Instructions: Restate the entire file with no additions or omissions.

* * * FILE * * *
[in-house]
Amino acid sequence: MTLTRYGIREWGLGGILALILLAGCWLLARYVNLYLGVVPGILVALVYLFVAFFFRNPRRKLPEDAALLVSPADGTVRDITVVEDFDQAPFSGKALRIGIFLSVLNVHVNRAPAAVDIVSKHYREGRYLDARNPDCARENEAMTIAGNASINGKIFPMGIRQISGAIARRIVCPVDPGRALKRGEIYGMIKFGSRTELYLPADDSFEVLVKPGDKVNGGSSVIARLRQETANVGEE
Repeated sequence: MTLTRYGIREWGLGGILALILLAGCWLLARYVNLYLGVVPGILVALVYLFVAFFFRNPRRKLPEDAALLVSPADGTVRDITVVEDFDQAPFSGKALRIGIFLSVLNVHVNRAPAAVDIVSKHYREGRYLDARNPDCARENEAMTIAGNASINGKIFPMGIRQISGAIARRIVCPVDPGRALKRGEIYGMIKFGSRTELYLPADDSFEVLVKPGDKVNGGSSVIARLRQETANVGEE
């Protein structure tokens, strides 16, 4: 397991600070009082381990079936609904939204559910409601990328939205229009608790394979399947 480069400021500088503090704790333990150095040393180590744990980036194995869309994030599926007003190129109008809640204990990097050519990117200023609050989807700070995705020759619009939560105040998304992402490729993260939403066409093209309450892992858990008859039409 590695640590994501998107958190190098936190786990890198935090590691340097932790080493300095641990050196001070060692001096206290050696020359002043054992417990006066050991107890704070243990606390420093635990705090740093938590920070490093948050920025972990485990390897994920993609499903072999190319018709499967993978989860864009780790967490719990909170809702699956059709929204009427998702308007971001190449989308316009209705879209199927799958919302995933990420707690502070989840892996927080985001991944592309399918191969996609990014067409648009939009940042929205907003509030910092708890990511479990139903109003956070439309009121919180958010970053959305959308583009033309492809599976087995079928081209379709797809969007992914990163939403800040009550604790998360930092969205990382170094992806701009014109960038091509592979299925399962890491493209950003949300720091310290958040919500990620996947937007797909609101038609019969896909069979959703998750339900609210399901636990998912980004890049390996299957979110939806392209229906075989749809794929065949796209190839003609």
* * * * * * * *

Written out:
[in-house]
Amino acid sequence: MTLTRYGIREWGLGGILALILLAGCWLLARYVNLYLGVVPGILVALVYLFVAFFFRNPRRKLPEDAALLVSPADGTVRDITVVEDFDQAPFSGKALRIGIFLSVLNVHVNRAPAAVDIVSKHYREGRYLDARNPDCARENEAMTIAGNASINGKIFPMGIRQISGAIARRIVCPVDPGRALKRGEIYGMIKFGSRTELYLPADDSFEVLVKPGDKVNGGSSVIARLRQETANVGEE
Repeated sequence: MTLTRYGIREWGLGGILALILLAGCWLLARYVNLYLGVVPGILVALVYLFVAFFFRNPRRKLPEDAALLVSPADGTVRDITVVEDFDQAPFSGKALRIGIFLSVLNVHVNRAPAAVDIVSKHYREGRYLDARNPDCARENEAMTIAGNASINGKIFPMGIRQISGAIARRIVCPVDPGRALKRGEIYGMIKFGSRTELYLPADDSFEVLVKPGDKVNGGSSVIARLRQETANVGEE
């Protein structure tokens, strides 16, 4: 397991600070009082381990079936609904939204559910409601990328939205229009608790394979399947 480069400021500088503090704790333990150095040393180590744990980036194995869309994030599926007003190129109008809640204990990097050519990117200023609050989807700070995705020759619009939560105040998304992402490729993260939403066409093209309450892992858990008859039409 590695640590994501998107958190190098936190786990890198935090590691340097932790080493300095641990050196001070060692001096206290050696020359002043054992417990006066050991107890704070243990606390420093635990705090740093938590920070490093948050920025972990485990390897994920993609499903072999190319018709499967993978989860864009780790967490719990909170809702699956059709929204009427998702308007971001190449989308316009209705879209199927799958919302995933990420707690502070989840892996927080985001991944592309399918191969996609990014067409648009939009940042929205907003509030910092708890990511479990139903109003956070439309009121919180958010970053959305959308583009033309492809599976087995079928081209379709797809969007992914990163939403800040009550604790998360930092969205990382170094992806701009014109960038091509592979299925399962890491493209950003949300720091310290958040919500990620996947937007797909609101038609019969896909069979959703998750339900609210399901636990998912980004890049390996299957979110939806392209229906075989749809794929065949796209190839003609």